Number Chains | | DJS

Number Chains

Teacher: put these few lines on the board for one of those towards-the-end-of-teerm lessons when people are late turning up to class: Or a lesson where you don’t mind the noise, but you really have to get something else done, like those reports….

Choose a two digit number. Square each digit; add the results and you will have another digit number (most probably still of two digits). Repeat the process. And repeat the process. And repeat…  Explore.

Example: choose 88; 8²+8²=128; 1²+2²+8²=69 and so on, through 115, 27, 53, 34, 25, 29, 85, 89, 145, 42, 20, 4, 16, 37, 58, 89, 145,..... and you realise that you’ve seen some of these before. this is a chain of ten to the loop of eight.

Example: choose 70; you get 49, 97, 130, 10, 1 and it stops. 

I made a table¹ showing what the next number will be, which I would suggest could be formed by group-work or homework, depending on the ability and excitement of the class. My Year 10 class lost interest almost immediately, while the year 8s and 9s enjoyed playing with this – but it was the last half-day with lessons in the term.

Obviously 79 produces the same results as 97, but 79 has, upstream, no digit combination that creates a 79 [test by deducting each square up to halfway to see if any are squares; 78, 75, 70, 63, 54, 43]        ²

The green labelling gives a two digit number, first digit row, second digit in column (but it doesn’t matter which is which); the black and red then gives the resulting number from each two digit number. The red is used for the ‘head-to-unity’ group.

I drew a swirling pattern with the circuit in the middle and the chains drifting off, like a galactic drift. It is hard to make this copy across.

Play with this a little. Or a lot. I work quickly and I’ve filled an hour easily each time I’ve forgotten what happens.

DJS 20130627

...more to come when I’ve made the next diagram work (better). Perhaps never…, or when not only have the cows come home, but someone has written to me about this….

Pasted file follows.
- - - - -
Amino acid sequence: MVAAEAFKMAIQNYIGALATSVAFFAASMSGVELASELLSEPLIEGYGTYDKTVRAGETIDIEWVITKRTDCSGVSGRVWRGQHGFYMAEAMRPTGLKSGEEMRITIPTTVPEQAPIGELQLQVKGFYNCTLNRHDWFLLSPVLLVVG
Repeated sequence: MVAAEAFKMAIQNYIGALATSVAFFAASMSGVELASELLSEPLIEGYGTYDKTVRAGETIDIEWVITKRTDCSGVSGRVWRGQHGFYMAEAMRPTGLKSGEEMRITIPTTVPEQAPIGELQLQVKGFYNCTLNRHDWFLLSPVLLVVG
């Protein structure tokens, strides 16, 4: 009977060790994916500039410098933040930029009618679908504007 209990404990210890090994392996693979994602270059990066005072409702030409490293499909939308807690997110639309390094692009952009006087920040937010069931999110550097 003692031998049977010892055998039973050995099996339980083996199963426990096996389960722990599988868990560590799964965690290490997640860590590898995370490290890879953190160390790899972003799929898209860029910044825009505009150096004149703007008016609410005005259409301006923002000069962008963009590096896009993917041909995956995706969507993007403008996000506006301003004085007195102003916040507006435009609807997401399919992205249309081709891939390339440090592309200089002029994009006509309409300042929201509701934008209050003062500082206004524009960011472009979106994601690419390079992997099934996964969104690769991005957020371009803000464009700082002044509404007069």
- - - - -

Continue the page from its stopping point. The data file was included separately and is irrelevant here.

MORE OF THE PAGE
Revisiting this in 2017, it would be smart to explore upstream. Take the loop 4-16-37-58-89-145-42-20-4 for example. Upstream of the 4 is 2; upstream of that is 11, upstream of that is 113, upstream of 113 is 78. Showing that 78 has nothing upstream of it is a different problem. Call 78 a source; if it has nothing upstream then subtracting successive squares {1,4,9,16,25,36} will produce only remainders that are not square {77, 74, 69, 62, 53, 42}. There is no point going further than the halfway point, 39. These should be coloured differently on the table. One way to produce the sequence {77,…} is to subtract successive odd numbers from 78. Thus I discover that 87 is also a source, since 87-9=78, a known source. 

The statement in blue is only true for two-digit numbers: 14 looks like a source, but is reached from 123 (and combinations of those digits). 78 could be reached from many places, but one such would be 11175.

We have two distinct sets, those that devolve to unity and those that join the loop.  

A list of sources would only be valid if made conditional with statement such as 'cannot be created from a smaller number’, however indirectly. Looking at the numbers from 70 to 80, results appear to be: 

70->1, 71->89 loop, 72->145 loop,   73->58 loop   74->37 loop,   75->37 loop,  76->89 loop,  77->  78->4 loop , 79->1.

Looking instead upstream, at the smallest number that can form these same numbers:

356->70,   1356->71,  66->72,   {166, 83, 38}->73, {57, 75, 138}->74,   157->75,  266->76,    238->77,  257->78,   {1257, 1138}->79,  

I had a little look at doing the same thing with chains of cubes. the numbers 370 and 371 are sinks, since the sum of their cubes is 370 and 371 respectively, numbers 3 to 9 link to 371, as do 12 to 15. Other sinks are 1, 407 and 153. I found some loops, too, which I will reference by the lowest number in the cycle: 55, 160, 919, 136, 
You might investigate 177, which I think devolves to 153 eventually. 

I will respond to mail on this. My spreadsheet seems to work fine.

I discovered that putting tables into iWeb is quite as hard as I feared long ago. The solution used was to save Excel tables in Powerpoint, with zero border, filing the powerpoint slide, and then save as pictures, copying the jpeg files into one’s webpage creation software, in this case iWeb at the time. The colour I used in the excel file did not copy to Powerpoint.

2 78, 75, 70, 63, 54, 43 could of course become downstream of far longer numbers, 54 could be adjacent to something as low as 127, 75 to 555,  63 to 255 an (interesting coincidence of 2-1 there) or to 1237, 70 to 1128 and 43 to 11126.  Thus 79 might appear to be a source, but if you look upstream then it can come from, taking 79=25+54 for example, then upstream of 79 would include the mix of 5 and 127 (25=1=4+49=79), so teh numbers immediately upstream of 79 includes 1257 (and other digit orders, of course, but I picked the earliest integer).



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